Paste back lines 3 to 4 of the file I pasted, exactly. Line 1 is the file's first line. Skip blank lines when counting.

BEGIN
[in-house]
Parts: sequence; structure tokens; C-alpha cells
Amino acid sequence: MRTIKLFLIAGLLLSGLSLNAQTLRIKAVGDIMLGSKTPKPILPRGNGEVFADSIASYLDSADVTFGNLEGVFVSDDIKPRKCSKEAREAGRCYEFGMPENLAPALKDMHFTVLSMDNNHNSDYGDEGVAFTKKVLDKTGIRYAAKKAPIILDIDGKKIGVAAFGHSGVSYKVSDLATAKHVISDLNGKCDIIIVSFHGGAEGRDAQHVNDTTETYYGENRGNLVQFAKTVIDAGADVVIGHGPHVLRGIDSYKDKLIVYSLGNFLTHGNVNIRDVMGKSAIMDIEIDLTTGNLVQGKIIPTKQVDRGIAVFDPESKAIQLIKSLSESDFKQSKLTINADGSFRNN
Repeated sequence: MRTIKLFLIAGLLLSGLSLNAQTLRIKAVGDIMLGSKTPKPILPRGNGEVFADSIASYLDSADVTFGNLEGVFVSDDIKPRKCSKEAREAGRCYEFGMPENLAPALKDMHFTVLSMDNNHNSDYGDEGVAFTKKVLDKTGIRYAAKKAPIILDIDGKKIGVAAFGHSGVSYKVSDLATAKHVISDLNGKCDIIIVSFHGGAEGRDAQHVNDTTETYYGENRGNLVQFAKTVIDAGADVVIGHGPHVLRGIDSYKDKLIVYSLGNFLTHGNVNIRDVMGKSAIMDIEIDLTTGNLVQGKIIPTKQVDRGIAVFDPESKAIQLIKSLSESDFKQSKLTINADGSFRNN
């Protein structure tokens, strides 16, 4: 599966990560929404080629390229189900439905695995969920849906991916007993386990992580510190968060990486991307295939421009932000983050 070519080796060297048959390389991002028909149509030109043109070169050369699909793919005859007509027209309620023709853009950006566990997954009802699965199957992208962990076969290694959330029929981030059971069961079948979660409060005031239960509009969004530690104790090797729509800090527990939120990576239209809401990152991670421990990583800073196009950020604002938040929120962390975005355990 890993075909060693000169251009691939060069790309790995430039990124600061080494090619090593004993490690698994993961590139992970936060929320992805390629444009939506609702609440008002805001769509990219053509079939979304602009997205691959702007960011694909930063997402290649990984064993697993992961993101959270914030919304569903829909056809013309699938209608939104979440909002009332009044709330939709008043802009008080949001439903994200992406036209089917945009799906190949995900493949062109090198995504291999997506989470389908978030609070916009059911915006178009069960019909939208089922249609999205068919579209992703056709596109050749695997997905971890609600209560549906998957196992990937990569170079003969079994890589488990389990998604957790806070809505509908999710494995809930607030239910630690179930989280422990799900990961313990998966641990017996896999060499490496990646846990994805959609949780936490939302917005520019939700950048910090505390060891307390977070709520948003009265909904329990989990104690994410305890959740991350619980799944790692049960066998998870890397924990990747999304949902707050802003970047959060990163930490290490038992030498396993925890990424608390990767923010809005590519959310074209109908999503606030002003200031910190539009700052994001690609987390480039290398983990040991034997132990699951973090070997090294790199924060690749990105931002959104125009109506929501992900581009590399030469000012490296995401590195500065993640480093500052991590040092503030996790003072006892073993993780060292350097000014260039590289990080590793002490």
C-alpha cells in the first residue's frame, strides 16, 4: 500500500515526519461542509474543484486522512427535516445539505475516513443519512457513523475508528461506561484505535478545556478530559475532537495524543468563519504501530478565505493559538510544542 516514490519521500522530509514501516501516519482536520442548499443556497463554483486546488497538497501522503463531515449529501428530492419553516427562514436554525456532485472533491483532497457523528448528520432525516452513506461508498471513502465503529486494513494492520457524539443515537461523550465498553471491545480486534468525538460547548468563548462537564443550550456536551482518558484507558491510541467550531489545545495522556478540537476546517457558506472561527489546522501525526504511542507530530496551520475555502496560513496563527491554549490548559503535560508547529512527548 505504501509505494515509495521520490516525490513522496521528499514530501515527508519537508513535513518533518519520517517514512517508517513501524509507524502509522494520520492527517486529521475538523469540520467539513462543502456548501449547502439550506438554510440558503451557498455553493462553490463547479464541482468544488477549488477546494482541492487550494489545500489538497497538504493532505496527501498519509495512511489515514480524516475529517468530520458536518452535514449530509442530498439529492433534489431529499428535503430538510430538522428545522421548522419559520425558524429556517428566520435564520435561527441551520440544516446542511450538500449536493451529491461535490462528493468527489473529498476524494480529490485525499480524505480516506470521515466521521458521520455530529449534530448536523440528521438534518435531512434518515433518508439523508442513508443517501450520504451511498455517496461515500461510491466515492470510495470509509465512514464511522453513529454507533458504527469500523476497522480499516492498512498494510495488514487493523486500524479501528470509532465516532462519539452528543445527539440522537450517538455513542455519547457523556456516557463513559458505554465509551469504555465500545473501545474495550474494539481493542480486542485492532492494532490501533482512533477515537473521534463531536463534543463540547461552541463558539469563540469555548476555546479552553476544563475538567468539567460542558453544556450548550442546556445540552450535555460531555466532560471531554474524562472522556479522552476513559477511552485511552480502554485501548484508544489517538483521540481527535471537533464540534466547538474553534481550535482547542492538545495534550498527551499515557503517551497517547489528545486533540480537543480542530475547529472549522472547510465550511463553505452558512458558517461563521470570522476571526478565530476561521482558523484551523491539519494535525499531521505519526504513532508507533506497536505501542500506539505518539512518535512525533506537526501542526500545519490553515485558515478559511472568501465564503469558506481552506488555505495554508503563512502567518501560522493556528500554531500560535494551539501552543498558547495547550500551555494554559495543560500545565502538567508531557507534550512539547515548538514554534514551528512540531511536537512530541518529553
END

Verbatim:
Amino acid sequence: MRTIKLFLIAGLLLSGLSLNAQTLRIKAVGDIMLGSKTPKPILPRGNGEVFADSIASYLDSADVTFGNLEGVFVSDDIKPRKCSKEAREAGRCYEFGMPENLAPALKDMHFTVLSMDNNHNSDYGDEGVAFTKKVLDKTGIRYAAKKAPIILDIDGKKIGVAAFGHSGVSYKVSDLATAKHVISDLNGKCDIIIVSFHGGAEGRDAQHVNDTTETYYGENRGNLVQFAKTVIDAGADVVIGHGPHVLRGIDSYKDKLIVYSLGNFLTHGNVNIRDVMGKSAIMDIEIDLTTGNLVQGKIIPTKQVDRGIAVFDPESKAIQLIKSLSESDFKQSKLTINADGSFRNN
Repeated sequence: MRTIKLFLIAGLLLSGLSLNAQTLRIKAVGDIMLGSKTPKPILPRGNGEVFADSIASYLDSADVTFGNLEGVFVSDDIKPRKCSKEAREAGRCYEFGMPENLAPALKDMHFTVLSMDNNHNSDYGDEGVAFTKKVLDKTGIRYAAKKAPIILDIDGKKIGVAAFGHSGVSYKVSDLATAKHVISDLNGKCDIIIVSFHGGAEGRDAQHVNDTTETYYGENRGNLVQFAKTVIDAGADVVIGHGPHVLRGIDSYKDKLIVYSLGNFLTHGNVNIRDVMGKSAIMDIEIDLTTGNLVQGKIIPTKQVDRGIAVFDPESKAIQLIKSLSESDFKQSKLTINADGSFRNN